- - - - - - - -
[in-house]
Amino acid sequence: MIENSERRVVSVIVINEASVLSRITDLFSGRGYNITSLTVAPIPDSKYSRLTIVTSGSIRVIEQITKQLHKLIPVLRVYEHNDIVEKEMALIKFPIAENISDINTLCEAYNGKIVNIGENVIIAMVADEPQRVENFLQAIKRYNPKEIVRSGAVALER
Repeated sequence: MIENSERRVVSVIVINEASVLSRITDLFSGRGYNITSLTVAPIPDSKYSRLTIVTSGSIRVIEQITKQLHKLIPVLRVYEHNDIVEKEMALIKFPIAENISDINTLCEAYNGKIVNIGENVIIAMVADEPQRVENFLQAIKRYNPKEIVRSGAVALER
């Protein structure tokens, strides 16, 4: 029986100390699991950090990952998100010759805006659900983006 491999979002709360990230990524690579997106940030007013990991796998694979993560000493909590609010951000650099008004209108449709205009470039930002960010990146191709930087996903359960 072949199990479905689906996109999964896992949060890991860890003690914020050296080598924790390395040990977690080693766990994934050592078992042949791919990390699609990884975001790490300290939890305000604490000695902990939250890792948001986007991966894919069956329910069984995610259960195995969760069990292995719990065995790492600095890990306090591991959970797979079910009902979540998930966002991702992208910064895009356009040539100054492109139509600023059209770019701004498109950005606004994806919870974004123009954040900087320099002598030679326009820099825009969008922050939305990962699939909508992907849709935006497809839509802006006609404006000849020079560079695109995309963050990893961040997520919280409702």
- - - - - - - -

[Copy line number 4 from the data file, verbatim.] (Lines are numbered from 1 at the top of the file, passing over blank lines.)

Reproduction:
């Protein structure tokens, strides 16, 4: 029986100390699991950090990952998100010759805006659900983006 491999979002709360990230990524690579997106940030007013990991796998694979993560000493909590609010951000650099008004209108449709205009470039930002960010990146191709930087996903359960 072949199990479905689906996109999964896992949060890991860890003690914020050296080598924790390395040990977690080693766990994934050592078992042949791919990390699609990884975001790490300290939890305000604490000695902990939250890792948001986007991966894919069956329910069984995610259960195995969760069990292995719990065995790492600095890990306090591991959970797979079910009902979540998930966002991702992208910064895009356009040539100054492109139509600023059209770019701004498109950005606004994806919870974004123009954040900087320099002598030679326009820099825009969008922050939305990962699939909508992907849709935006497809839509802006006609404006000849020079560079695109995309963050990893961040997520919280409702």